Pricing
31 Mar 2023
Flora Biggins

Signal: March 2023 update

Signal is our three-year revenue projection for battery energy storage in Great Britain. To give you the most up-to-date forward view of battery revenues, we regularly refresh our inputs into Signal.

This article shares the results of Signal’s latest fleet-wide and asset-specific projections, with inputs frozen as of 27th March 2023.

Here, we look at the following:

  • The latest three-year battery fleet-wide revenue projections, using the 27th March 2023 inputs.
  • How these revenues are impacted by the upcoming launch of Quick Reserve, and the latest battery buildout update.

Signal fleet revenue projections

Figure 1 below shows Signal’s latest three-year view of future revenues across the BESS fleet up to March 2026. The calculations use the expected average fleet duration from our latest buildout update (1.2h in April 2023, increasing to 1.5h in March 2026).

Figure 1: Signal’s battery revenue projection (p50 scenario) covering April 2023-March 2026. Inputs are frozen as of 27th March 2023.

On average, the current forward view of fleet revenues sees lows across Year 1 of the projection (April 2023 - March 2024) of £49k/MW/a. However, we see a year-on-year increase to £66k/MW/a across Year 3 (April 2025 - March 2026).

It is worth noting that Signal excludes Capacity Market revenues, which saw significantly high prices in the recent T-1 and T-4 auctions.

So, what’s causing the low projections across Year 1?

  • The spreads in the forward market for power are low: year-ahead base load and peak load are sitting at £140/MWh and £180/MWh, giving an average spread of just £30/MWh.
  • The Dynamic Containment and FFR markets are over-supplied with batteries, and revenues continue to fall as saturation and phase-out drive down prices.
  • You can read about these factors in more detail in our February 2023 Signal update, where we saw a dramatic drop in projected revenues.

And, why do we see fleet revenues increase year-on-year beyond Year 1?

Launch of Quick Reserve

  • This is one of National Grid ESO’s new ancillary services, which will be a key market for batteries and provide a new revenue stream.
  • We assume 300 MW of procurement for Quick Reserve from October 2023 onwards. This is the minimum expected requirement under ‘stable conditions’ and its anticipated launch date.
  • Batteries are the best technology for this service as they respond near-instantaneously in both directions. So, we assume that batteries only will provide this minimum response.

Increasing Dynamic Containment requirements

  • Dynamic Containment requirements depend on the system's largest loss: the single largest source of generation (or demand) on the grid. If disconnected (or lost), it would cause a significant frequency event, and the service protects against such losses.
  • Currently, the largest loss is the 1400 MW North Sea Link interconnector. This will change in 2025 with the construction of the 1800 MW Damhead Creek 2 power plant.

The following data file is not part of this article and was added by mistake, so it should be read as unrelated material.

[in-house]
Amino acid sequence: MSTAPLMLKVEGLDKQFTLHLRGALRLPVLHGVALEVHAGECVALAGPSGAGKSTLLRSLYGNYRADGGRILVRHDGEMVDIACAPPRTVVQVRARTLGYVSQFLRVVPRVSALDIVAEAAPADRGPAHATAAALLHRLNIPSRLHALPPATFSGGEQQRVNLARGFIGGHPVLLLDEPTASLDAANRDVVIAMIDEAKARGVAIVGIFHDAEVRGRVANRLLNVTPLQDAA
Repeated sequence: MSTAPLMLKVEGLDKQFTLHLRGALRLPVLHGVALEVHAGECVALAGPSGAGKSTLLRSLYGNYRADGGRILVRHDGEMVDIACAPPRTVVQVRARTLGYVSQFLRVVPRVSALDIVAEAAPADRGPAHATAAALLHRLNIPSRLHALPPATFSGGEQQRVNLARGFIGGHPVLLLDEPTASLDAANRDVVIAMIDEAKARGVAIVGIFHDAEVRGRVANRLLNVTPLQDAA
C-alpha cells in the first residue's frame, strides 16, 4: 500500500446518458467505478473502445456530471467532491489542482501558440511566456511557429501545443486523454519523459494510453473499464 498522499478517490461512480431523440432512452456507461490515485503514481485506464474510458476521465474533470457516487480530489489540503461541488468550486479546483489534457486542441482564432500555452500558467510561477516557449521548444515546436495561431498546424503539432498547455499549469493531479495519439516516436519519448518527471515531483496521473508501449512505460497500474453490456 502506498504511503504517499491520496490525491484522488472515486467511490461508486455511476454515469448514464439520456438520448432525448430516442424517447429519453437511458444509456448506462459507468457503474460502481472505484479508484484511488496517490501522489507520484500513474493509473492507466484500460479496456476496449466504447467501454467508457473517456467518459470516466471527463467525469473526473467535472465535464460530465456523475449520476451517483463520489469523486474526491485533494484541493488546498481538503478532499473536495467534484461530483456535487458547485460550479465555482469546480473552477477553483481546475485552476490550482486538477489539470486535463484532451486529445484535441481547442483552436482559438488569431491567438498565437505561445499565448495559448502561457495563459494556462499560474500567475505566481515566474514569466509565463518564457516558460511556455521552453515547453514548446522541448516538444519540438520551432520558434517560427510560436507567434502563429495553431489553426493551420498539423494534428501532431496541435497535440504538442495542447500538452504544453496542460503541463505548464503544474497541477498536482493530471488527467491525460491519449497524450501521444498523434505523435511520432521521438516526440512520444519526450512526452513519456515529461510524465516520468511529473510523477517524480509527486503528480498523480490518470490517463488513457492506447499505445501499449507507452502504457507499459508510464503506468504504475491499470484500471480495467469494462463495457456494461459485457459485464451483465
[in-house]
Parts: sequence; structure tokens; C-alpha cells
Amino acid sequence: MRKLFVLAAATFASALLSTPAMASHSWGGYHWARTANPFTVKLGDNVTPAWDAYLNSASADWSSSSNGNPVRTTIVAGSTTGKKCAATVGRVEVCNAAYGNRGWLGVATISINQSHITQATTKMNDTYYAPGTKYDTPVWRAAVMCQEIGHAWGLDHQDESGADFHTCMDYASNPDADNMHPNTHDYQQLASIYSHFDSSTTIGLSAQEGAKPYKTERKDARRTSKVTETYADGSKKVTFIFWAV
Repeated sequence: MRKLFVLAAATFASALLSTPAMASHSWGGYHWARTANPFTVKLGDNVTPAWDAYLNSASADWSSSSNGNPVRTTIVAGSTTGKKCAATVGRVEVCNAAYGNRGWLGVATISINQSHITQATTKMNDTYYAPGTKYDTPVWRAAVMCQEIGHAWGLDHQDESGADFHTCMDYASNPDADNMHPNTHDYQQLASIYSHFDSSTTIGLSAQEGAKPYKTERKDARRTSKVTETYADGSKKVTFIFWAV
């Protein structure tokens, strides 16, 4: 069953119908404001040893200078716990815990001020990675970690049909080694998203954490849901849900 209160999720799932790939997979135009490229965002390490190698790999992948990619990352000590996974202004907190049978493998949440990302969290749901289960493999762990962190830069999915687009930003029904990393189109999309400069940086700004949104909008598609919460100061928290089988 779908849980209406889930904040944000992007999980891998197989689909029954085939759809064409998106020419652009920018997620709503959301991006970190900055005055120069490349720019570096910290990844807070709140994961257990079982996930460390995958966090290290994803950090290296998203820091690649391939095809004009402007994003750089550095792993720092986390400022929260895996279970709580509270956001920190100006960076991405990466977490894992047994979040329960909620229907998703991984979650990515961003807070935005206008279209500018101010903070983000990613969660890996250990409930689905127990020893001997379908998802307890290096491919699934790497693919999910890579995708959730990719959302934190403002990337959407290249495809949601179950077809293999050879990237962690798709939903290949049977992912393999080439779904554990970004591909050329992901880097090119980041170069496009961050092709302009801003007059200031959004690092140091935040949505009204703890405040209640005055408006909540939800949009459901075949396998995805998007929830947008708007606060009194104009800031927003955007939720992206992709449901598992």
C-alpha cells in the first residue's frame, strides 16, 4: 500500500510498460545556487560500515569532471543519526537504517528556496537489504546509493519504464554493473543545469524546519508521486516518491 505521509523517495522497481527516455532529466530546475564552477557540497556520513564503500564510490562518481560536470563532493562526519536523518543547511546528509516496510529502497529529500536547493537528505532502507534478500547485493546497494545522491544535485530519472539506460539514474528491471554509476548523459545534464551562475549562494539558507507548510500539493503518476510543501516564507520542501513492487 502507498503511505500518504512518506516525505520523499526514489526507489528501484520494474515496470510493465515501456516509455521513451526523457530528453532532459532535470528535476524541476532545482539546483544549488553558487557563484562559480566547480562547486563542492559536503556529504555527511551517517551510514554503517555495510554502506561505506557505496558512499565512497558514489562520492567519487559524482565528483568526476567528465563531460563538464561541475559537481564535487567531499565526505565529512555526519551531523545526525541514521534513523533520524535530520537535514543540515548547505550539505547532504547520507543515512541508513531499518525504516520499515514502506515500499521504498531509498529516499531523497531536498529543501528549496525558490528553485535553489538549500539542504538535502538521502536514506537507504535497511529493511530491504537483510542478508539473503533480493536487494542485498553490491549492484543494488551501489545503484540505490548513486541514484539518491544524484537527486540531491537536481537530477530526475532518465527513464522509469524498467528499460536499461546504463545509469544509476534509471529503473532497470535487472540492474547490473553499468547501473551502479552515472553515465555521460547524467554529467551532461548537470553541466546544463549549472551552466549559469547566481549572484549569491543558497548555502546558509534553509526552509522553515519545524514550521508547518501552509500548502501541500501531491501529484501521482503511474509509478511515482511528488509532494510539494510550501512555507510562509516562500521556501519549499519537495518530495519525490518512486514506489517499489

• So, we assume that in 2025 Dynamic Containment requirements will increase by 400 MW compared with current requirements - meaning more batteries can participate in this service.

Increasing average fleet duration

  • For March 2023’s fleet average projection, we use the expected fleet duration from our latest buildout report. We expect the average fleet duration to increase from 1.2h in April 2023 to 1.5h in March 2026. You can find our buildout projections in data downloads, along with our fleet average revenues.
  • Longer-duration batteries earn greater merchant revenues by trading across multiple hours.
  • Despite increased ancillary service requirements for Quick Reserve and Dynamic Containment, wholesale and Balancing Mechanism will still be the most important markets for batteries. This is due to a colossal buildout expectation and the dawn of the mega-battery.
  • With wholesale and Balancing Mechanism becoming the dominant revenue streams, longer-duration batteries that can capitalize on these will push up fleet average revenues.

How does the March 2023 projection compare against the previous Signal projection?

Figure 2 (below) compares Signal’s latest fleet-wide projections against the p50 projection from the last update.

Figure 2: Fleet average revenue projections from the latest update vs. the previous (February 2023) update.
  • Compared to February 2023’s projection, the p50 revenues have fallen by 1% for 2023.
  • However, from January 2024 onwards, the p50 projection has increased by 18%. This is due to an increase in average fleet duration pushing up merchant revenues and increased ancillary service requirements creating more opportunities for batteries.

How do these projections look for my battery?

Alongside our fleet average projections, we publish asset-specific revenue projections for batteries in wholesale and Dynamic Containment. We update these weekly, and they are configurable for different battery durations and cycling.

We currently show 1-hour and 2-hour systems cycling 1 and 2 times per day. But, if you have a particular configuration you’d like us to run our dispatch model for, please get in touch!